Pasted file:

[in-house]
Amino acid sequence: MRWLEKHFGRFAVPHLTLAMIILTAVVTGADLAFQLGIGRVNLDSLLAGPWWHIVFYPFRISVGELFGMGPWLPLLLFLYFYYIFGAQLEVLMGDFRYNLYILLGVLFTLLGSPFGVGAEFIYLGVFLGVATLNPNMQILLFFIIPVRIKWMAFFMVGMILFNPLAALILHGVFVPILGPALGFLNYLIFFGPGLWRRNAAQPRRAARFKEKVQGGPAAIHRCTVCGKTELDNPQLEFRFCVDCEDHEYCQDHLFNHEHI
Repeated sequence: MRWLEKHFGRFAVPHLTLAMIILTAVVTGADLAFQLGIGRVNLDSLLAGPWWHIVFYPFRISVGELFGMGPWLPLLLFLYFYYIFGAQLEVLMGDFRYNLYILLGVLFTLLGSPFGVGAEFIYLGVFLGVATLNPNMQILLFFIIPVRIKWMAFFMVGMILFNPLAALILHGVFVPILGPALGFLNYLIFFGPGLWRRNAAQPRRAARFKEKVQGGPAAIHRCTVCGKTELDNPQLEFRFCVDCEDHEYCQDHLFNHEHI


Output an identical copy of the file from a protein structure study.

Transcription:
[in-house]
Amino acid sequence: MRWLEKHFGRFAVPHLTLAMIILTAVVTGADLAFQLGIGRVNLDSLLAGPWWHIVFYPFRISVGELFGMGPWLPLLLFLYFYYIFGAQLEVLMGDFRYNLYILLGVLFTLLGSPFGVGAEFIYLGVFLGVATLNPNMQILLFFIIPVRIKWMAFFMVGMILFNPLAALILHGVFVPILGPALGFLNYLIFFGPGLWRRNAAQPRRAARFKEKVQGGPAAIHRCTVCGKTELDNPQLEFRFCVDCEDHEYCQDHLFNHEHI
Repeated sequence: MRWLEKHFGRFAVPHLTLAMIILTAVVTGADLAFQLGIGRVNLDSLLAGPWWHIVFYPFRISVGELFGMGPWLPLLLFLYFYYIFGAQLEVLMGDFRYNLYILLGVLFTLLGSPFGVGAEFIYLGVFLGVATLNPNMQILLFFIIPVRIKWMAFFMVGMILFNPLAALILHGVFVPILGPALGFLNYLIFFGPGLWRRNAAQPRRAARFKEKVQGGPAAIHRCTVCGKTELDNPQLEFRFCVDCEDHEYCQDHLFNHEHI